But no matter how many priests the Archdiocese imports from Nigeria or anywhere else we are still living in a Church in which lay people have taken on an enormous amount of pastoral work. That is not going to change. Awakened to the call of their baptism through the Second Vatican Council people have relished the ability to contribute their gifts of time and skill to the community of faith. It has been a real flowering of the Holy Spirit in the Church.

We all have been called to mission through our baptism. We are to be witnesses to the resurrection, as we heard in the Gospel today (Luke 24:35-48). For most people that mission is primarily through the daily work of their lives with family and in society. Increasingly, that mission is lived by lay people also within the structures of the Church itself.

One of the objectives I outlined at the beginning of the year from our Pastoral Council that I wanted to avoid calling for volunteers. The work and mission of the Church is not about doing jobs for the Parish or for Father. It is the responsibility of all to be Christ for the world.

Volunteers are the backbone and an essential component of so much that happens not only in the Church but in society in general. Yet the term “volunteer” is inadequate to describe what we mean when we call people to ministry in the mission of the Church. Our mission is our dignity and our responsibility, not just doing someone a favour. That is the case whether we sweep the Church or take communion to the sick.

With the Government hell bent on getting even the disabled and single mothers into the work force people have precious little time to share their gifts voluntarily these days either to soccer teams or to the Church. One of the things we should do is tell the message of Easter to families who are being so stretched even when we rejoice in a time of unprecedented wealth. “Peace be with you!” Jesus said. There is no need to be afraid if we cannot keep up with everyone else.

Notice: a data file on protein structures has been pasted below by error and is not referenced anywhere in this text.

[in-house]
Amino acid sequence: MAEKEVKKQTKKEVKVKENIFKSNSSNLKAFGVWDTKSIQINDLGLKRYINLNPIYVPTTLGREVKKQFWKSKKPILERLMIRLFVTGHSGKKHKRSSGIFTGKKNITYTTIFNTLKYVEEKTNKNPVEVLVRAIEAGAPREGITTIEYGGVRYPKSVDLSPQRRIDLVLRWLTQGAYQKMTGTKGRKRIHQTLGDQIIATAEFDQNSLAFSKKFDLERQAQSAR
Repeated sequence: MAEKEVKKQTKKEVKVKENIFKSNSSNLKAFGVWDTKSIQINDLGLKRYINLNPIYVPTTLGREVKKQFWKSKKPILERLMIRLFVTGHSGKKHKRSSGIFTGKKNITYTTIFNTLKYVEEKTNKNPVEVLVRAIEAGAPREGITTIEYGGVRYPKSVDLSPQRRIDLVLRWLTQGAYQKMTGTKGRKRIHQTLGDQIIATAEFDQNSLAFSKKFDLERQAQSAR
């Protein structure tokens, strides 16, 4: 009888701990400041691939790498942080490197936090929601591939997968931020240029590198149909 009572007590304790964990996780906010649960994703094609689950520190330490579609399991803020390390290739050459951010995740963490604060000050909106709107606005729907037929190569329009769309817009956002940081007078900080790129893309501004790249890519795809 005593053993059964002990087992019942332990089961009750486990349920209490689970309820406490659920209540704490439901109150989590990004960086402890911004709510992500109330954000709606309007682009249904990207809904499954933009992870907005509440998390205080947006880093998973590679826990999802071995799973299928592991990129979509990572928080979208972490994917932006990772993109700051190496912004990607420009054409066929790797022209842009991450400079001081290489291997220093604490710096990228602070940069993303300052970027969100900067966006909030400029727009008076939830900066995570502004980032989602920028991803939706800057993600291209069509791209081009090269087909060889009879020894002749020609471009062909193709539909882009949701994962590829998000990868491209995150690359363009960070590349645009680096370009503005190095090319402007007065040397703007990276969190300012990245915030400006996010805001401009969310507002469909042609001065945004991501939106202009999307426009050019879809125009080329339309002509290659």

For all these kinds of reasons the Archdiocese is inviting people to have some training in pastoral ministry. Some have done so in the past and continue to seek such education. So many people are so committed and give so much they deserve and need support. Such support is imperative if there is to be any substance to what we do. Otherwise our ministries could become just the expression of our own ideas and prejudices or that of the Parish Priest of the time rather than be proclaiming the Kingdom of God.

So for those who undertake this segment of a Certificate III course there is no expectation that they do anything more. It is part of an ongoing attempt to equip people for the Church today and tomorrow. People may feel inclined to do something else as a result but that is their own choice.

The post resurrection message of Jesus to his disciples is “Peace be with you!” No matter what our fears of hesitations are Jesus' Spirit is with us to live the Good News and share it. The Acts of the Apostles we read during the Easter season is the story of that unstoppable Spirit leading the disciples to the ends of the earth. That Spirit has not deserted us.

Fr Graham

1 For example, the ratio of priests to lay people in the U.S. in 1900 was 1:1001; in 2004, it was 1:1478. That does not look like a disastrous increase. If you compare it with 1940, however (1:614), it looks rather bad. So we grew up with the expectation of such a high ratio of priests to people and tend to think it is the norm.